The A&R Function Defined
In order to be a good record company, a label must acquire rights to market copies master recordings; this is the A and R function.

1. Create masters :: 2. Acquire masters and market them :: 3.Acquire masters and remaster and repackage

Established Talent: Reward and Risk
A label can acquire talent by buying established talent from other labels when the artist’s contract has expired.

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1. The reward :: The label gets an artist who can already sell millions of records without the label having to pour hundreds of thousands of dollars into marketing and a slow development process. 2. The Risk :: The label may have acquired the talents of the artist at, or after, their artistic peak — never to be successful again

Two reasons to sign and develop new artists
1. Their royalty quantity in terms of how many records they can sell
2. if successful, they will be obligated to the label for a significant number of future albums.
Good ears
Whatever good ears are, they are a product of listening to lots of popular music, not only but what is being recorded now, but what is not being recorded yet. Ear training for A and R people is going to clubs and listening to demos from bands, personal managers, and publishing companies. It is recognizing social trend. It is knowing some history of popular music.
Improving the odds
be in lots of places, lots of time. Hear lots of music, talk to lots of people.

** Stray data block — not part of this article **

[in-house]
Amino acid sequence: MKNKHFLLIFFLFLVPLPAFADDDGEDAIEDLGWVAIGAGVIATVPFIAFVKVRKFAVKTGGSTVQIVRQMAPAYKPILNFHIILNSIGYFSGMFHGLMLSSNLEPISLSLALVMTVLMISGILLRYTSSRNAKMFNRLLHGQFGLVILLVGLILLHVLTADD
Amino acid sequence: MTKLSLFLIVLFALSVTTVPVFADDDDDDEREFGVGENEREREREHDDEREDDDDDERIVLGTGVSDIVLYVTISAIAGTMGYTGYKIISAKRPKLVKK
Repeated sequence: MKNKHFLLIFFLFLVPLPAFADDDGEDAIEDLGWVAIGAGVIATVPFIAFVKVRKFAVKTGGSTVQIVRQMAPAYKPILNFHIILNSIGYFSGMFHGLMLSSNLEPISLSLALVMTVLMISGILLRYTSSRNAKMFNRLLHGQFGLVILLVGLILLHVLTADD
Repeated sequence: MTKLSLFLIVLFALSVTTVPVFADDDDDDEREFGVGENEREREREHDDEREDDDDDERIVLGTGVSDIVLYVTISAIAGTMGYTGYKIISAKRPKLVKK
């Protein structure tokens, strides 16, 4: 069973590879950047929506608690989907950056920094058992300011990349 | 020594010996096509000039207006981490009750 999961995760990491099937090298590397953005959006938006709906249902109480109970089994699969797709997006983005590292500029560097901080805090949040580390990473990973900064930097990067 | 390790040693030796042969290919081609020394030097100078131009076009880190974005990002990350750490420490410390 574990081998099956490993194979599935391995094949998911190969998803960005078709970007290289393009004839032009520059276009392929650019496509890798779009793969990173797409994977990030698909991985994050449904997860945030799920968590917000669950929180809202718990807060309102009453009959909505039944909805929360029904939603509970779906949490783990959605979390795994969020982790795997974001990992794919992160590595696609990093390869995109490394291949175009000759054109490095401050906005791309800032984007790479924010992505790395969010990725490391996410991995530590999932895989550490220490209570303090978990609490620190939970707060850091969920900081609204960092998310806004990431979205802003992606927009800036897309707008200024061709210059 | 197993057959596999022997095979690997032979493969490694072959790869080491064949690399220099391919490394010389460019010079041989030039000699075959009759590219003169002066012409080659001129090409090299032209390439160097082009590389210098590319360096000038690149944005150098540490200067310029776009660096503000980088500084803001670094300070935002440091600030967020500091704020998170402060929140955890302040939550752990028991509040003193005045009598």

What does A & R look for in an artist?
1. An artist with a great live show who gets the audience going. 2. An artist who can make a good visual appearance. 3.Having a personal manager. 4. Sound like somebody else. 5. Publishing deals 6. High-quality demo
Development Deal
Minimize risk, but still retain an option to record new artists.

Def:: Usually a recording contract where a label gives an artist a small sum or perhaps annual amount to remain obligated to sign a full agreement. Waiting for an aspect to be right. Publishers may do it too.

Basic Recording Agreement
Artist promises recording for only one label, label promises to pay the artist royalties.
Labels minimize risk
Ways to get out of contract.

1. delay signing
2. Not record once they are signed
3. May not accept master, or refuse to release it.
4. May release the record but only put a minimum amount of marketing into it

Royalty Rates
1. 1950s 5 percent of retail list, paid on 90% of sales
2. 1970s – 8 percent. if they did all in, they could get 10-12
3. 1990s – All in was the norm 12-14%
The “All in” deal
A royalty rate designed to include royalties paid to an artist AND any royalties paid to a producer. An all in deal provides to the label the services of the recording artist and producer for a single royalty rate
1. Paid only on records sold.
2. No royalties for promotional or give-aways
3. some say 85% of shipments = sales
4. some only 90% of sales are paid to cover breakage
5. Container charge (typically 25% for compact discs, less for other formats)
Prepayments of royalties. When they are recouped, artist receives royalties. Does NOT have to be repaid if artist does not sell.